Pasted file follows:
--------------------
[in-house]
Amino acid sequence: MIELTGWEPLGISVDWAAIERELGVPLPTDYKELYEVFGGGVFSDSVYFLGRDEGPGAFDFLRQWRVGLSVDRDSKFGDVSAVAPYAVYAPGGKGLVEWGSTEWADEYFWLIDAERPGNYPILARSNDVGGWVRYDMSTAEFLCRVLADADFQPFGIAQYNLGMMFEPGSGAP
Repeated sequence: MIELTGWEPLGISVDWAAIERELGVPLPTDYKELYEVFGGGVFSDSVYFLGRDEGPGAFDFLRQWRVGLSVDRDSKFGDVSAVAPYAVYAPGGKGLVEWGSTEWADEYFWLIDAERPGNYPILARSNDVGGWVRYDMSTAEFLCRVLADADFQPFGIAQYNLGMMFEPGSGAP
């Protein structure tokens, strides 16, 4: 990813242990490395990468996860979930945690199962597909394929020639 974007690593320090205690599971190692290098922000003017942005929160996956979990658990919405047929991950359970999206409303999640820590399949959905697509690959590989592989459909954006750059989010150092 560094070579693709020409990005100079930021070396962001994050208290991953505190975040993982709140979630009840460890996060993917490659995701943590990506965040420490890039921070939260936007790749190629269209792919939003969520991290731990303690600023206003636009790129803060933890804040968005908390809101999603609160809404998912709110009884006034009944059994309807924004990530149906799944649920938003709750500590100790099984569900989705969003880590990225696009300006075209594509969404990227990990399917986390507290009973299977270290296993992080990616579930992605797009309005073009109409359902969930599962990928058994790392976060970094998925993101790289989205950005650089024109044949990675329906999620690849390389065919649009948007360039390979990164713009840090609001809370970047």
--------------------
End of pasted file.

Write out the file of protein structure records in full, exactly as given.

[in-house]
Amino acid sequence: MIELTGWEPLGISVDWAAIERELGVPLPTDYKELYEVFGGGVFSDSVYFLGRDEGPGAFDFLRQWRVGLSVDRDSKFGDVSAVAPYAVYAPGGKGLVEWGSTEWADEYFWLIDAERPGNYPILARSNDVGGWVRYDMSTAEFLCRVLADADFQPFGIAQYNLGMMFEPGSGAP
Repeated sequence: MIELTGWEPLGISVDWAAIERELGVPLPTDYKELYEVFGGGVFSDSVYFLGRDEGPGAFDFLRQWRVGLSVDRDSKFGDVSAVAPYAVYAPGGKGLVEWGSTEWADEYFWLIDAERPGNYPILARSNDVGGWVRYDMSTAEFLCRVLADADFQPFGIAQYNLGMMFEPGSGAP
């Protein structure tokens, strides 16, 4: 990813242990490395990468996860979930945690199962597909394929020639 974007690593320090205690599971190692290098922000003017942005929160996956979990658990919405047929991950359970999206409303999640820590399949959905697509690959590989592989459909954006750059989010150092 560094070579693709020409990005100079930021070396962001994050208290991953505190975040993982709140979630009840460890996060993917490659995701943590990506965040420490890039921070939260936007790749190629269209792919939003969520991290731990303690600023206003636009790129803060933890804040968005908390809101999603609160809404998912709110009884006034009944059994309807924004990530149906799944649920938003709750500590100790099984569900989705969003880590990225696009300006075209594509969404990227990990399917986390507290009973299977270290296993992080990616579930992605797009309005073009109409359902969930599962990928058994790392976060970094998925993101790289989205950005650089024109044949990675329906999620690849390389065919649009948007360039390979990164713009840090609001809370970047």